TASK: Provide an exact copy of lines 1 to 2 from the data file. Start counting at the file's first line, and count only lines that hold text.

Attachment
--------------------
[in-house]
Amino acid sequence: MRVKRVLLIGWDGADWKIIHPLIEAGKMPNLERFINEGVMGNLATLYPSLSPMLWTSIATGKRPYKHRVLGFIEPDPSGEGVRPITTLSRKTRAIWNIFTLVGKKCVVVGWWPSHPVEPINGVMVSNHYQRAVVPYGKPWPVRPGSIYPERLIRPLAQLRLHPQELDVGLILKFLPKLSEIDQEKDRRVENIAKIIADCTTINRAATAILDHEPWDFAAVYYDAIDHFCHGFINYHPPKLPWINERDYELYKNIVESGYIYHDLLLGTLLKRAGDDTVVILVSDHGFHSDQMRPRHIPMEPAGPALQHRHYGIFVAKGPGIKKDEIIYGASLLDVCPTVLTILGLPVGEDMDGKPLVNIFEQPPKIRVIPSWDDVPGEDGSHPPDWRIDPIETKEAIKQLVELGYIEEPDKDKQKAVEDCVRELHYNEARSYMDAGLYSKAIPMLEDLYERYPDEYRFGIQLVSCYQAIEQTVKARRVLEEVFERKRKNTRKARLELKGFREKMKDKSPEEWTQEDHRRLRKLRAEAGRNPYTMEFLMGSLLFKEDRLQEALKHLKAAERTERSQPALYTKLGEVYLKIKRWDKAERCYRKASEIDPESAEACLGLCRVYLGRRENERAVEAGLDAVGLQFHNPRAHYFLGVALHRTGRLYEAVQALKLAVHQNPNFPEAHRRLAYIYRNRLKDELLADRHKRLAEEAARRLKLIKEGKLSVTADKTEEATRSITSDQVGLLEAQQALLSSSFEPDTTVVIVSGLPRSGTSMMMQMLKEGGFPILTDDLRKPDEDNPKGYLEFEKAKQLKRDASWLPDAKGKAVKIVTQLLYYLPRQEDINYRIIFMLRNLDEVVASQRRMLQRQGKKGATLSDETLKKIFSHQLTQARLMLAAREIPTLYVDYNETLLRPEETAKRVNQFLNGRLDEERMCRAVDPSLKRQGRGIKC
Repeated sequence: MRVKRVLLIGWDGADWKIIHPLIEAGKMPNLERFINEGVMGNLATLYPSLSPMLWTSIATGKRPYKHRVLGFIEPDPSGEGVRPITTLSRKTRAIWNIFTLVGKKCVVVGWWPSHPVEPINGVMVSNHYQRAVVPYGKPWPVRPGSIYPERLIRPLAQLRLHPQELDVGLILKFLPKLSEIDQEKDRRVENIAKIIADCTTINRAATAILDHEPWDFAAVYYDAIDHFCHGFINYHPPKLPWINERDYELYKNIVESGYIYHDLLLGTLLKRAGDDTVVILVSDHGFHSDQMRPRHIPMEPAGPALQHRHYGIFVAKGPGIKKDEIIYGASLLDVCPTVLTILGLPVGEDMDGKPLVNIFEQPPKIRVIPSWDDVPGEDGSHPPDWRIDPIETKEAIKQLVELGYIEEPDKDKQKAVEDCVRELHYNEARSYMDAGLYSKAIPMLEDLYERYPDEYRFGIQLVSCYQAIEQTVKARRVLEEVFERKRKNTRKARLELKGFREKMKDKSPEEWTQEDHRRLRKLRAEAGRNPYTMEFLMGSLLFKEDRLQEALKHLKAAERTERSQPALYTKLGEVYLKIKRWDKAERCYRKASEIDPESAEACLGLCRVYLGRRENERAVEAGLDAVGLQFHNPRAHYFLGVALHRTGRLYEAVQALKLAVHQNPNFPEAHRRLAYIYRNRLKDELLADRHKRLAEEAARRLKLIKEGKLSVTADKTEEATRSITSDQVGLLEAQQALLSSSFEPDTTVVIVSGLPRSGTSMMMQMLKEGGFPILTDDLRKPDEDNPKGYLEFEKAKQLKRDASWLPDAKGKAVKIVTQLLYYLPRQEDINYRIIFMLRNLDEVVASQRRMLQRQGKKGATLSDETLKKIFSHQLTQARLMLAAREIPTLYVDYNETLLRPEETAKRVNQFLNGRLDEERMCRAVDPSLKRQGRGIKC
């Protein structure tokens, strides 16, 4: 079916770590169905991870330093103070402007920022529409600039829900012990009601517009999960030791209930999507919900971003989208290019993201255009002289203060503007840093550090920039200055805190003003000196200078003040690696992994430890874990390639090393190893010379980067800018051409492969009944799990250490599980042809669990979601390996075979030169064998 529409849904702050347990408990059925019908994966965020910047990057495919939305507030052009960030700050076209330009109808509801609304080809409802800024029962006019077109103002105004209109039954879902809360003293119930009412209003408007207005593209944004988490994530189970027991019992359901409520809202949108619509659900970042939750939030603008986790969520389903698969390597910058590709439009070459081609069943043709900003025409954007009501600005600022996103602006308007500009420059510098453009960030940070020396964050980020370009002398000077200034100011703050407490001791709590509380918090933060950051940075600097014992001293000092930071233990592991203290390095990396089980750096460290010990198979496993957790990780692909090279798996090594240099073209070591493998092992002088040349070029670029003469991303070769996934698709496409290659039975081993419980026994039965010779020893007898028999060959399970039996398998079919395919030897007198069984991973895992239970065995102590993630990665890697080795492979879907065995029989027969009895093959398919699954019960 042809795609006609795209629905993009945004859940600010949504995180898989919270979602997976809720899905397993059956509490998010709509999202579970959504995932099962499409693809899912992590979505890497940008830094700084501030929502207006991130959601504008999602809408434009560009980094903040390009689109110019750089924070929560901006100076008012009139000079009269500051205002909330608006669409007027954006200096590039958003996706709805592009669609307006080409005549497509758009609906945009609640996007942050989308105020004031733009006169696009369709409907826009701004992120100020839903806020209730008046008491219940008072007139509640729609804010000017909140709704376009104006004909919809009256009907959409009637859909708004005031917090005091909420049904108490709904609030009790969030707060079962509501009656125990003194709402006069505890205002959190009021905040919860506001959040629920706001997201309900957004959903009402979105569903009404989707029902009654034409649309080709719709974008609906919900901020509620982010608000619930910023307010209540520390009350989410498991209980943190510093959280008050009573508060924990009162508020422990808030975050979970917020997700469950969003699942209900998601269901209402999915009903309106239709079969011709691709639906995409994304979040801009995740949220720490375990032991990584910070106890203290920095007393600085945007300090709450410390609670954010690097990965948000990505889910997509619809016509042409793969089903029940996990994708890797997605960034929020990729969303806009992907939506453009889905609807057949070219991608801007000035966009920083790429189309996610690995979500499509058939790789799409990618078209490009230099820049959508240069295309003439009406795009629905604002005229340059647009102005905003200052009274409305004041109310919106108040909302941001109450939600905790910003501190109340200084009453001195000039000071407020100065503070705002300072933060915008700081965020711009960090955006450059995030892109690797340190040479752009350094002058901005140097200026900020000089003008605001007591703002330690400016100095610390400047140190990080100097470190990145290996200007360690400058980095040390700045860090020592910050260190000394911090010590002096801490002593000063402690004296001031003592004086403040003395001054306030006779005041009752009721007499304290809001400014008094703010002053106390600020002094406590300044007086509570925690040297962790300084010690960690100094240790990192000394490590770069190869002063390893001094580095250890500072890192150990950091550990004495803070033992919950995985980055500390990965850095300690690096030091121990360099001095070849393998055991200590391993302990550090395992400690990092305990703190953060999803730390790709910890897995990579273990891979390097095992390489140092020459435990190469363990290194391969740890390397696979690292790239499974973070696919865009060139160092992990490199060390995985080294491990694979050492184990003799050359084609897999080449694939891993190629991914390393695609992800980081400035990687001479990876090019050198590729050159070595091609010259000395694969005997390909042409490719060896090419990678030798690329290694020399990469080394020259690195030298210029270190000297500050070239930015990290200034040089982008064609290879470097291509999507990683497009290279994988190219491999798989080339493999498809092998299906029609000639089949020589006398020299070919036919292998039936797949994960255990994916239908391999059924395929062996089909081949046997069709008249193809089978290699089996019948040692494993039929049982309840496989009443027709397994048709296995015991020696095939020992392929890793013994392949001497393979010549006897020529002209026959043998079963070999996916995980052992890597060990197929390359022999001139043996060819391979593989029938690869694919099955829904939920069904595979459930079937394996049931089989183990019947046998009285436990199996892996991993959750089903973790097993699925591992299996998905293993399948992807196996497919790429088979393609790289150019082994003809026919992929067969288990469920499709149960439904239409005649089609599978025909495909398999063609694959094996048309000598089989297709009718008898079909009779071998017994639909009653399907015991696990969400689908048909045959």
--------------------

[in-house]
Amino acid sequence: MRVKRVLLIGWDGADWKIIHPLIEAGKMPNLERFINEGVMGNLATLYPSLSPMLWTSIATGKRPYKHRVLGFIEPDPSGEGVRPITTLSRKTRAIWNIFTLVGKKCVVVGWWPSHPVEPINGVMVSNHYQRAVVPYGKPWPVRPGSIYPERLIRPLAQLRLHPQELDVGLILKFLPKLSEIDQEKDRRVENIAKIIADCTTINRAATAILDHEPWDFAAVYYDAIDHFCHGFINYHPPKLPWINERDYELYKNIVESGYIYHDLLLGTLLKRAGDDTVVILVSDHGFHSDQMRPRHIPMEPAGPALQHRHYGIFVAKGPGIKKDEIIYGASLLDVCPTVLTILGLPVGEDMDGKPLVNIFEQPPKIRVIPSWDDVPGEDGSHPPDWRIDPIETKEAIKQLVELGYIEEPDKDKQKAVEDCVRELHYNEARSYMDAGLYSKAIPMLEDLYERYPDEYRFGIQLVSCYQAIEQTVKARRVLEEVFERKRKNTRKARLELKGFREKMKDKSPEEWTQEDHRRLRKLRAEAGRNPYTMEFLMGSLLFKEDRLQEALKHLKAAERTERSQPALYTKLGEVYLKIKRWDKAERCYRKASEIDPESAEACLGLCRVYLGRRENERAVEAGLDAVGLQFHNPRAHYFLGVALHRTGRLYEAVQALKLAVHQNPNFPEAHRRLAYIYRNRLKDELLADRHKRLAEEAARRLKLIKEGKLSVTADKTEEATRSITSDQVGLLEAQQALLSSSFEPDTTVVIVSGLPRSGTSMMMQMLKEGGFPILTDDLRKPDEDNPKGYLEFEKAKQLKRDASWLPDAKGKAVKIVTQLLYYLPRQEDINYRIIFMLRNLDEVVASQRRMLQRQGKKGATLSDETLKKIFSHQLTQARLMLAAREIPTLYVDYNETLLRPEETAKRVNQFLNGRLDEERMCRAVDPSLKRQGRGIKC